Brass Cash Registers
About Us
My name is Richard (Dick) Witcher.  I was born in Louisville, Kentucky in 1940.  My father was in the Army and we lived in France, Germany and Japan.  We were in Japan when I turned 18.  I joined the Army when I graduated high school and was sent to Fort Ord, California for basic training. I was given the battery of aptitude tests which showed that I should be trained in Office Machines at Fort Lee, Virginia.  I received training on many typewriters, adding machines, calculators and copiers.  Of course it is the Army way, and I was stationed in Texas where I worked on heavy equipment.  After my discharge in 1961, I came to Fort Meade, Maryland where my dad knew a National Cash Register (NCR) salesman.  NCR needed servicemen at that time.  I passed the test for the service department and was hired as an apprentice.  I met my wife Joan, soon after.  We have 2 sons and 4 grand kids.
In my early years as an NCR service man, I saw many brass cash registers still in use.  I was offered many brass registers for as little as $25, but I was only making $67 a week and had to pass.  I was finally able to afford my first cash register around 1975.  I painstakingly restored it and featured it on my homemade bar.  I had to go to the NCR technical training school in Dayton and took the family.  We had a break in while we were away and it was stolen.  I got a good settlement from the insurance company and a few years later bought a National 313.  Over the years, I was able to buy a few more and by the time I retired from NCR in 2000, with over 38 years of service, I had around 100 machines.

As a side line while I worked for NCR, I also repaired jukeboxes and resold them at shows in Philadelphia and Hackensack.  If I sold one, I bought 3 more with the money.  I took a few cash registers that I had doubles of and was able to sell them as well.  I did the same thing with the money from the cash registers.  I found that there were so many different models, brands and variations, that I was really hooked.  I knew that after my retirement I wanted to continue collecting and restoring cash registers.  I have a 20' by 30' workshop in the back of my house and I built an 18' by 38' addition on the back of the house to display my collection.  At this time I have around 350 registers: National, U.S., American, Michigan, Seymour, St. Louis, Merit, Peninsular, and many others.  I restore my own registers and some for others.  Not all of these are gems.  Many are parts machines and a lot are the flat metal machines that I also use for parts on the brass machines.  Sometimes I think that the worse shape that a register is in, the more apt I am to buy it.  I feel that I have to save it.  I restore about 30 per year and do many repairs on others that do not require a complete restoration.  I continue to buy and sell the doubles, although, if the price is right, I would sell almost any of them.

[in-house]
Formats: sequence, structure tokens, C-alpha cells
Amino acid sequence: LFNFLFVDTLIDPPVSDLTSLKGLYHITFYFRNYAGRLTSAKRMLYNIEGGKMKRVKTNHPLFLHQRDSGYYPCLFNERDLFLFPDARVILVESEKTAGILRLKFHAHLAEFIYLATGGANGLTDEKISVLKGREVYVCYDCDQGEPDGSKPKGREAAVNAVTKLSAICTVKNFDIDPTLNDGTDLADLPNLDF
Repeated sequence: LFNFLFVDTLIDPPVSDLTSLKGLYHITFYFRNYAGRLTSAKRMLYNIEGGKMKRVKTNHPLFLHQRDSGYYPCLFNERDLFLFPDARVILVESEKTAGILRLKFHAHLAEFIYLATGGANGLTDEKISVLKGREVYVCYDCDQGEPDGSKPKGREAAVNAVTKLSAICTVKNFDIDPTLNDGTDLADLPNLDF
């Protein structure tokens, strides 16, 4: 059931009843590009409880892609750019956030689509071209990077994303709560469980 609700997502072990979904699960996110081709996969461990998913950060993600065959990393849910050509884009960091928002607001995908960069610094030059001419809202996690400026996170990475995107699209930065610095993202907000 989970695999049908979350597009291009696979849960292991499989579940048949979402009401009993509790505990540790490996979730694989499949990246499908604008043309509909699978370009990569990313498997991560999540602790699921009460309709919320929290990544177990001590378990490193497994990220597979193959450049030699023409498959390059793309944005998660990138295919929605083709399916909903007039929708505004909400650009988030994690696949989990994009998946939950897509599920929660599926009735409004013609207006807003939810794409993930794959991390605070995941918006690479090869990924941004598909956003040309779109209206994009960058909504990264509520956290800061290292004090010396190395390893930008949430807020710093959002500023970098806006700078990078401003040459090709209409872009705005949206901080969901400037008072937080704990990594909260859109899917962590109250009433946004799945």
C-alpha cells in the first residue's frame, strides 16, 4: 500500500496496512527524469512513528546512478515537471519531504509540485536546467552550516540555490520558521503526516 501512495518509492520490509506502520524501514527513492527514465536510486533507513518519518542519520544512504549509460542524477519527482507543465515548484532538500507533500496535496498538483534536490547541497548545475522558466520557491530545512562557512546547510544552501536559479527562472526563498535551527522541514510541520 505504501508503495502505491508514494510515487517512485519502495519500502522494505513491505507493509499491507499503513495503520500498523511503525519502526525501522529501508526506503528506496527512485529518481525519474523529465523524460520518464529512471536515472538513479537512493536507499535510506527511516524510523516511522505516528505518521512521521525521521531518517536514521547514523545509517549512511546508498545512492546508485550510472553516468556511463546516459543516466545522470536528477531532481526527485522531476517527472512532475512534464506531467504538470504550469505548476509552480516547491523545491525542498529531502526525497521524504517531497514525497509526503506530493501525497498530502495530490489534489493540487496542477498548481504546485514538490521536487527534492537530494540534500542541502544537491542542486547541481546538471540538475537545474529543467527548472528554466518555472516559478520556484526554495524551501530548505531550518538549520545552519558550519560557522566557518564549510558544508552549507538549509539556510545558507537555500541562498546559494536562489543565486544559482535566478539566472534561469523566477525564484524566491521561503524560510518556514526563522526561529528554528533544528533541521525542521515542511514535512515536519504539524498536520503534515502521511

I currently am video taping the restorations as I do them.  This may not teach everyone how to restore a register but it shows a lot about the engineering and concepts of the registers.  I think anyone could enjoy the insight that these tapes will give you.  I also plan to make one on how to collect and value (price guide) NCR registers and then others very soon.

I joined the Cash Register Collectors Club about a year after it started.  We have a quarterly newsletter.  I write an article for the newsletter called "Dick's Diary".  In it, I write about all of the shows, auctions, flea markets, antique shops and newspaper ads where I see brass cash registers.  I list the cash registers and the prices asked or received.  I also include how I repair and restore registers.  I also write "Tech Tips".  In this one anyone can ask questions or advice.  I send them an answer and share it in the newsletter.  I do appraisals for club members and people that write in to the club.  I served 2 years as the club secretary and am currently the vice president.

I've been overlooking the most important member of the "us" in about us. My wife, Joan, is very tolerate of my addiction and helps by keeping my inventory and records.  We have been married for 41 years now.  More than that she loves me (most of the time).

I hope to provide you enough information to make you another enthusiastic collector of the antique cash register.